Posted by Victor C. Go on 26 Jan 2011


I am glad that there are good folk willing to fight the corporates that pollute in the name of industrial change. Yes economically China must grow, but the price of growth must be INLINE with HER SURROUNDINGS. This short film demonstrates a real battle of the price you pay as you modernise. Thankfully the villagers won their case and continue their worthy cause. A big KUDOS to them all.

Posted by Peter Kuo on 26 Jan 2011


I worry about their safety - will Yale 360 follow up with the villagers to make sure that they are safe after the film is released? How about a year later? Who knows what will happen if they are "made an example of"?

Posted by Davina on 27 Jan 2011


Great documentary. Am brazilian and here we have a enviromental problem too, our goverment want to build a hydroelectric plant in the Amazon, it is called Belo Monte, and it will destroy a Indian reservation, the local enviroment and ther is many problems. The indians, called xingu, need help to show their problems. if you, look for information about it. thank you

Posted by bruna pereira on 10 Feb 2011


"It does not require a majority to prevail, but rather an irate, tireless minority keen to set brush fires in people's minds"

- Samuel Adams

Posted by boredwell on 11 Feb 2011


Beautiful report. But no chances that an ecological crunch leads to a Chinese Chernobyl and changes the centralised system as Chernobyl did in Russia.

Posted by meleze on 18 Feb 2011


OMG i saw that film and worry about the reality. the men like them can really fight well and finally survive.

Posted by gale sayers on 26 Feb 2011


It has been almost thirty years since I was last in China. Even then, it seemed like a year in Beijing was like ten in Vermont. My heart aches for the people in this film who fight a losing battle against a world gone mad with consumption.

May the people who own and manage this chemical plant live in the horrors they create.

“Whoever can see through all fear will always be safe.” Tao Te Ching

Posted by James Smith on 27 Feb 2011


I was holding my breath to finish the film, and so relief to see Zhang and his fellow villagers were safe, compared other people in the similar situation, who were killed by the local gangs sponsored maybe by the local government.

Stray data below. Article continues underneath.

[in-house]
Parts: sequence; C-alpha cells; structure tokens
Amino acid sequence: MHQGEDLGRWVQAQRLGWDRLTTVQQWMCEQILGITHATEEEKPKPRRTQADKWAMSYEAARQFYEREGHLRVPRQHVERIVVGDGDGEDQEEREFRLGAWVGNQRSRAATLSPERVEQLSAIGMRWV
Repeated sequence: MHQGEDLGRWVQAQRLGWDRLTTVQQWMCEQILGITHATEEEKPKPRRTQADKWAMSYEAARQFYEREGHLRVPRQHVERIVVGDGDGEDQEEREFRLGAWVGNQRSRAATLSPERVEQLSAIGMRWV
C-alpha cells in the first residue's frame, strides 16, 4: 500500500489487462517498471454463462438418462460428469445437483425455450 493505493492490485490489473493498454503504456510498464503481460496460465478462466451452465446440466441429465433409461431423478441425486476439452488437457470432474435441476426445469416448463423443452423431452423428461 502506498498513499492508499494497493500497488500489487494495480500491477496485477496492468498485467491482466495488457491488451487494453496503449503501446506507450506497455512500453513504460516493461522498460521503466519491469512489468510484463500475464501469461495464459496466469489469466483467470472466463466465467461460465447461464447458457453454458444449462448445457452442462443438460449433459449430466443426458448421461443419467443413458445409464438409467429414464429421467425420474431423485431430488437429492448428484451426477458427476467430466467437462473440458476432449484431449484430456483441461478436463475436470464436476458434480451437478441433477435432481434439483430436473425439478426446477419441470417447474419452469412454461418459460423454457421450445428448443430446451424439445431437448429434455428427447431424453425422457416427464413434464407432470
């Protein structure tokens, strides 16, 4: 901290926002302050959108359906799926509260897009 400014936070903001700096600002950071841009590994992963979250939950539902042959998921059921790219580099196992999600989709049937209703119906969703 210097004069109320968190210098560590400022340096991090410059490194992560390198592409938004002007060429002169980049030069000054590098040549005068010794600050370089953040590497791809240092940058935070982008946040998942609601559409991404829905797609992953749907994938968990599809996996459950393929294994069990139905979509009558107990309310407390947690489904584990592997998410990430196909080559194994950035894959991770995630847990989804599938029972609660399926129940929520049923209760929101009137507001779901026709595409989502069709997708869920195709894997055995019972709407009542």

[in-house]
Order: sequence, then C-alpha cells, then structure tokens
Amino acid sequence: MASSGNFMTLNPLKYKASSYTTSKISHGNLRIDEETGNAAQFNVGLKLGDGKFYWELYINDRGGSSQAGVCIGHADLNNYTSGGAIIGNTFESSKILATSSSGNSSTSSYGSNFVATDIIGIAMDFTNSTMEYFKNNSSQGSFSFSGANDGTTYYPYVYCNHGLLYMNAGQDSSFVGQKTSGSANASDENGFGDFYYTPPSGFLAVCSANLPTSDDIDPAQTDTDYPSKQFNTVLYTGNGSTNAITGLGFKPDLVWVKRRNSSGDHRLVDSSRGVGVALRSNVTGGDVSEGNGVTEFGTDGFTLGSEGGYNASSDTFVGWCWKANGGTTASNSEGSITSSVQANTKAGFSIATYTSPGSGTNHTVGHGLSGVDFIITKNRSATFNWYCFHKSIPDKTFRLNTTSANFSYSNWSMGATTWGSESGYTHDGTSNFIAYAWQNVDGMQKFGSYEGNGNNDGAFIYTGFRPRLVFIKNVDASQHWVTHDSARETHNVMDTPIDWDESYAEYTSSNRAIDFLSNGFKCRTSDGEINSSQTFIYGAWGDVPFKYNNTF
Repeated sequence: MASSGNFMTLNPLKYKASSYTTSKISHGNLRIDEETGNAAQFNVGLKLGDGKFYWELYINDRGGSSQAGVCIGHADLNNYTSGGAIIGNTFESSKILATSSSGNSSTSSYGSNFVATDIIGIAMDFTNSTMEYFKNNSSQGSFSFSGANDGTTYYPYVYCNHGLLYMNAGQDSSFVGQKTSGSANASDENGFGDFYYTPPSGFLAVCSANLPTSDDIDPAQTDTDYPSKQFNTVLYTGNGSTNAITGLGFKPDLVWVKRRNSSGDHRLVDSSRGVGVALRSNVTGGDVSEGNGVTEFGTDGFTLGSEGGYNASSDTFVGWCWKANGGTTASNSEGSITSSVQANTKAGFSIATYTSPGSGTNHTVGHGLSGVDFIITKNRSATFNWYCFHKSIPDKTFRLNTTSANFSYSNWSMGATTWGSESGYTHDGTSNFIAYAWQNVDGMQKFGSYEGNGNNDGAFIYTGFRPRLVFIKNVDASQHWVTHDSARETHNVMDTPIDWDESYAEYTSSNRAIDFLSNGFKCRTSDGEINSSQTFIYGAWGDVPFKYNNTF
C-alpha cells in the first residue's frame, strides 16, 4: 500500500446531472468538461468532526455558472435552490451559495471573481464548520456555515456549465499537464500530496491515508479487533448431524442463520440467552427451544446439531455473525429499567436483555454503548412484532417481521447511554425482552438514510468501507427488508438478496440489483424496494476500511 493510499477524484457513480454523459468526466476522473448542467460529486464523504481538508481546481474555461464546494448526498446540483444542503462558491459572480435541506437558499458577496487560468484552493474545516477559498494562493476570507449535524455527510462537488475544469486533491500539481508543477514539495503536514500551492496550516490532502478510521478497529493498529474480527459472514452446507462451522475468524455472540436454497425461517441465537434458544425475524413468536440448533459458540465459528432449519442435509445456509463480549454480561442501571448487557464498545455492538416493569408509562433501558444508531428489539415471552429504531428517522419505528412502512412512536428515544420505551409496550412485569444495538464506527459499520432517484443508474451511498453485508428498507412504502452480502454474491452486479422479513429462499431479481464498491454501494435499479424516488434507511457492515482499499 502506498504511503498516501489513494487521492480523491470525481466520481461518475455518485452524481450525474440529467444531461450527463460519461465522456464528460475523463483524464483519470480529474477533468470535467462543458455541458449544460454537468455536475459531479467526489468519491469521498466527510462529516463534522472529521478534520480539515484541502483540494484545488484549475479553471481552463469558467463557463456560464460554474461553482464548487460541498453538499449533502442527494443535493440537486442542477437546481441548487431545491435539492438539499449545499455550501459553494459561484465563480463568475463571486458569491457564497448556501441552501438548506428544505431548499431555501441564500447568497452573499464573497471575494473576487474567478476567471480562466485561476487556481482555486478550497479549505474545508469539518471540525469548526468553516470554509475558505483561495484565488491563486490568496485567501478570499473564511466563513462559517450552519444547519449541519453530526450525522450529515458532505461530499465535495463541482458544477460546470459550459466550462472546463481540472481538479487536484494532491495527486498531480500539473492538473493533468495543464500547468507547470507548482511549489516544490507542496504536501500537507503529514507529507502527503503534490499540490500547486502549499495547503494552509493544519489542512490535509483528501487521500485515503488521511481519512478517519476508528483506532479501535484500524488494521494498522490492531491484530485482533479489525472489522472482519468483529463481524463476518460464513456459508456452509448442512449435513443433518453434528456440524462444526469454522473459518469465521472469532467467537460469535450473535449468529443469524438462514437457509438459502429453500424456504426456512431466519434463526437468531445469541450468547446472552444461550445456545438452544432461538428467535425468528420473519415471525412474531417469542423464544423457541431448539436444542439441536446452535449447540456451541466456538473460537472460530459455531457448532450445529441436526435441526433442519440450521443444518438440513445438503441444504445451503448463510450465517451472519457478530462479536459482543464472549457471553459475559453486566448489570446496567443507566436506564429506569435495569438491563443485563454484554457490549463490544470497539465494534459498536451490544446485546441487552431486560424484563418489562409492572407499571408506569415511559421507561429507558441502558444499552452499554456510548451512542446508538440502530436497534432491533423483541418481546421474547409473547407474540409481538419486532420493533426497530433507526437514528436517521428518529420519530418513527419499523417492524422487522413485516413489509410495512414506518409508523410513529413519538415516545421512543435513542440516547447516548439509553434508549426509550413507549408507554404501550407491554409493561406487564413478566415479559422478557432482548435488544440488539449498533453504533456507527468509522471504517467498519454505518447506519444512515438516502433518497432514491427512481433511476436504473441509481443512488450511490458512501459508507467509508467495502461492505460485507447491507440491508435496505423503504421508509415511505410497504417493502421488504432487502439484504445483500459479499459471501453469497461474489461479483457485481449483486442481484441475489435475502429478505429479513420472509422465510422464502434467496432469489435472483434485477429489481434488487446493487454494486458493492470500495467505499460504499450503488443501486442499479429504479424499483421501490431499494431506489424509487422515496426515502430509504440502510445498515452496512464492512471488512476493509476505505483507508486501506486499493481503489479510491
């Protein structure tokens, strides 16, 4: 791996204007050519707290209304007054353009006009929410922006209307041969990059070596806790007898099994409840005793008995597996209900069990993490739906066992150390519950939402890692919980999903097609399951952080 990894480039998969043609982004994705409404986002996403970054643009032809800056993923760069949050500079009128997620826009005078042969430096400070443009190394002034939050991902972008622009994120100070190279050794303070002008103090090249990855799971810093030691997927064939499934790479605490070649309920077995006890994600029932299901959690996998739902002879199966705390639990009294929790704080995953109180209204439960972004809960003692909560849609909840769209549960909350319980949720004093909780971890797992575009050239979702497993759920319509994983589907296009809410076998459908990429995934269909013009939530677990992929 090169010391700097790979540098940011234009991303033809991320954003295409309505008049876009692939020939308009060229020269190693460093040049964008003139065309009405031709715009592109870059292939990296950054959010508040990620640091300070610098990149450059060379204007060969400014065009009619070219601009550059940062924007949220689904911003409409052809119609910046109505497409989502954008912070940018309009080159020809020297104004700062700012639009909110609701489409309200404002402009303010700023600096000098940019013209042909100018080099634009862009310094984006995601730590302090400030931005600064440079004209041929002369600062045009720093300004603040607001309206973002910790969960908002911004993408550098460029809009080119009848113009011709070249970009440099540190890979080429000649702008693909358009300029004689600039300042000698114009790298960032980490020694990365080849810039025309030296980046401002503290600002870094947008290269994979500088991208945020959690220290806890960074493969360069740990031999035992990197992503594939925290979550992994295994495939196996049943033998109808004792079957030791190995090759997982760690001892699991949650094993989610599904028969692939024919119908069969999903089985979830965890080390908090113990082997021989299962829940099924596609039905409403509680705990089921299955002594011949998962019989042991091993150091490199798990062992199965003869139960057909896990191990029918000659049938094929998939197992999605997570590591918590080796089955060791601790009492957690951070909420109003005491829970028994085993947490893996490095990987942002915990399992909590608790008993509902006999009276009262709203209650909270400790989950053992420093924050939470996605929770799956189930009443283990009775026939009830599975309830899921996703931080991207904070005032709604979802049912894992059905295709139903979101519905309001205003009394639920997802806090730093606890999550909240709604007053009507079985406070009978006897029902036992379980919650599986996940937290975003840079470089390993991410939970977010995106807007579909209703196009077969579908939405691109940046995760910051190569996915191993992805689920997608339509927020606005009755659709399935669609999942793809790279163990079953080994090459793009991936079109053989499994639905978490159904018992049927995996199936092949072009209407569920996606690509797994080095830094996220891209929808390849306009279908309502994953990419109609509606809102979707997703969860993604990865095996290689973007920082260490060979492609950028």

Posted by Cheyenne on 06 Mar 2011


This saddens us all to learn that people living in that polluted village are forced upon the fact that they have to wake up every morning...to face the stinky air..and polluted water. Let us treasure what we have now and try to help them.
Posted by UnknownGenius on 11 Mar 2011


This story has many facets that clearly demonstrates how everyday people are continuously kept in containment. To China this is one of her 'shames' and needs to be addressed. Also are we not hypocritical as we continuously feed these corporations?

Posted by Peter Kuo on 13 Mar 2011


Sad stories like this happen everyday in today's China. Severe pollution is everywhere even in big cities. I wished to get rid of this situation but all I did is choosing to leave the country after suffering pulmonary disease year after year.

Posted by JJL on 30 Mar 2011


I live in China, and have lived here for 10 years. I live down south in Guangzhou, and yes, pollution is a problem no matter where you go. Injustices like this go unnoticed and ignored by the government every day.

Greed drives every nation.

Posted by Phillip Clarke on 31 Mar 2011


The trailer is very interesting. I look forward to watching the whole film when it is back online.

Posted by Merrin Pearse on 06 Jul 2011